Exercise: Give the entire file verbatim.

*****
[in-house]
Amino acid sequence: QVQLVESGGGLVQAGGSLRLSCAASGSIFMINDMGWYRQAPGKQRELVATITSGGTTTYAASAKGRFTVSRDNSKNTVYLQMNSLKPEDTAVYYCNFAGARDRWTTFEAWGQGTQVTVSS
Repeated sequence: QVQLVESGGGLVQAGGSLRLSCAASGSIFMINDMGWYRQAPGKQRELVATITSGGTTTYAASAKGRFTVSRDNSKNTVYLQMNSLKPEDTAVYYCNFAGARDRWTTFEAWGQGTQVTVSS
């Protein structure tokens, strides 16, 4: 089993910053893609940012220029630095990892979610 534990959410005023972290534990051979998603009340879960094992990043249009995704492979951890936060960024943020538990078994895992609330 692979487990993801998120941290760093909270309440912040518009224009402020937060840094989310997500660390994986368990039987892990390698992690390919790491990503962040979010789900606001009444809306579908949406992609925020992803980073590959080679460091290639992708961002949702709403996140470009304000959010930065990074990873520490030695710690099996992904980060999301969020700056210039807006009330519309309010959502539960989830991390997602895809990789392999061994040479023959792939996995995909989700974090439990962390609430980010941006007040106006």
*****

[in-house]
Amino acid sequence: QVQLVESGGGLVQAGGSLRLSCAASGSIFMINDMGWYRQAPGKQRELVATITSGGTTTYAASAKGRFTVSRDNSKNTVYLQMNSLKPEDTAVYYCNFAGARDRWTTFEAWGQGTQVTVSS
Repeated sequence: QVQLVESGGGLVQAGGSLRLSCAASGSIFMINDMGWYRQAPGKQRELVATITSGGTTTYAASAKGRFTVSRDNSKNTVYLQMNSLKPEDTAVYYCNFAGARDRWTTFEAWGQGTQVTVSS
């Protein structure tokens, strides 16, 4: 089993910053893609940012220029630095990892979610 534990959410005023972290534990051979998603009340879960094992990043249009995704492979951890936060960024943020538990078994895992609330 692979487990993801998120941290760093909270309440912040518009224009402020937060840094989310997500660390994986368990039987892990390698992690390919790491990503962040979010789900606001009444809306579908949406992609925020992803980073590959080679460091290639992708961002949702709403996140470009304000959010930065990074990873520490030695710690099996992904980060999301969020700056210039807006009330519309309010959502539960989830991390997602895809990789392999061994040479023959792939996995995909989700974090439990962390609430980010941006007040106006």